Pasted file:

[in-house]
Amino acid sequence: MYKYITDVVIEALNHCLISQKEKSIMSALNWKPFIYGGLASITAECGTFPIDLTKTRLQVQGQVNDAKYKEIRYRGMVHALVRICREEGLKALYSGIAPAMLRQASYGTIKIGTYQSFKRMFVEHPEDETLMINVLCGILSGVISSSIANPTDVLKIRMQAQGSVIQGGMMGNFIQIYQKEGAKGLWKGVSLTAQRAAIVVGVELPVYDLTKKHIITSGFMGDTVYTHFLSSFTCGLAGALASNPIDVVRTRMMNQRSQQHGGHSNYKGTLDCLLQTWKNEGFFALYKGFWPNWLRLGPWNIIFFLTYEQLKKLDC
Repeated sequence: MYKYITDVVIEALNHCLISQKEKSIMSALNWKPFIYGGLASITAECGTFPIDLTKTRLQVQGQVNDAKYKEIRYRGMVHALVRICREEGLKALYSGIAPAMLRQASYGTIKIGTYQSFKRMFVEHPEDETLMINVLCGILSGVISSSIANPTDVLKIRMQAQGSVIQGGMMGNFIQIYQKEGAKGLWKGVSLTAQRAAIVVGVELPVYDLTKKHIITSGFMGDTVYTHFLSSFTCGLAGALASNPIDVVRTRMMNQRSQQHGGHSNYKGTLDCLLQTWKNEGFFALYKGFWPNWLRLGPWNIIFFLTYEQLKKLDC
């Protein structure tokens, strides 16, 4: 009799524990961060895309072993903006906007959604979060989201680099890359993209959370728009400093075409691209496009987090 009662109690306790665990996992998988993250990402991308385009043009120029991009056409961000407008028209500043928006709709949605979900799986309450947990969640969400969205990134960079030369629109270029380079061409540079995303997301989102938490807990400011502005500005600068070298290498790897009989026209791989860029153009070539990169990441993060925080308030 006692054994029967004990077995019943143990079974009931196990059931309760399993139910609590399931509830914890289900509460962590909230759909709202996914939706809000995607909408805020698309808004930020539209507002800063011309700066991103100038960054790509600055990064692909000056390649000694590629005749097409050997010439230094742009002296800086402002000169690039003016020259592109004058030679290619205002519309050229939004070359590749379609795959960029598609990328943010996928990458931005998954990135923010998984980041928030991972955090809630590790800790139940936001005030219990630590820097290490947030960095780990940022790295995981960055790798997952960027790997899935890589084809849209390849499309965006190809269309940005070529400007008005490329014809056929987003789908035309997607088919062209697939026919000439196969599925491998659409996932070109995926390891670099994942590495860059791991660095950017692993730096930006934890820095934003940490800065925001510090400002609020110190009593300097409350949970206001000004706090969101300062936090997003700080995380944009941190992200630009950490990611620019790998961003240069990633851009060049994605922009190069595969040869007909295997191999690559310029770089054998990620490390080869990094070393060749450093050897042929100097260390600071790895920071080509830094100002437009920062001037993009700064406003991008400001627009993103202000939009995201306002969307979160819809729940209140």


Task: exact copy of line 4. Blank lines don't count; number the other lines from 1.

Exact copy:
């Protein structure tokens, strides 16, 4: 009799524990961060895309072993903006906007959604979060989201680099890359993209959370728009400093075409691209496009987090 009662109690306790665990996992998988993250990402991308385009043009120029991009056409961000407008028209500043928006709709949605979900799986309450947990969640969400969205990134960079030369629109270029380079061409540079995303997301989102938490807990400011502005500005600068070298290498790897009989026209791989860029153009070539990169990441993060925080308030 006692054994029967004990077995019943143990079974009931196990059931309760399993139910609590399931509830914890289900509460962590909230759909709202996914939706809000995607909408805020698309808004930020539209507002800063011309700066991103100038960054790509600055990064692909000056390649000694590629005749097409050997010439230094742009002296800086402002000169690039003016020259592109004058030679290619205002519309050229939004070359590749379609795959960029598609990328943010996928990458931005998954990135923010998984980041928030991972955090809630590790800790139940936001005030219990630590820097290490947030960095780990940022790295995981960055790798997952960027790997899935890589084809849209390849499309965006190809269309940005070529400007008005490329014809056929987003789908035309997607088919062209697939026919000439196969599925491998659409996932070109995926390891670099994942590495860059791991660095950017692993730096930006934890820095934003940490800065925001510090400002609020110190009593300097409350949970206001000004706090969101300062936090997003700080995380944009941190992200630009950490990611620019790998961003240069990633851009060049994605922009190069595969040869007909295997191999690559310029770089054998990620490390080869990094070393060749450093050897042929100097260390600071790895920071080509830094100002437009920062001037993009700064406003991008400001627009993103202000939009995201306002969307979160819809729940209140």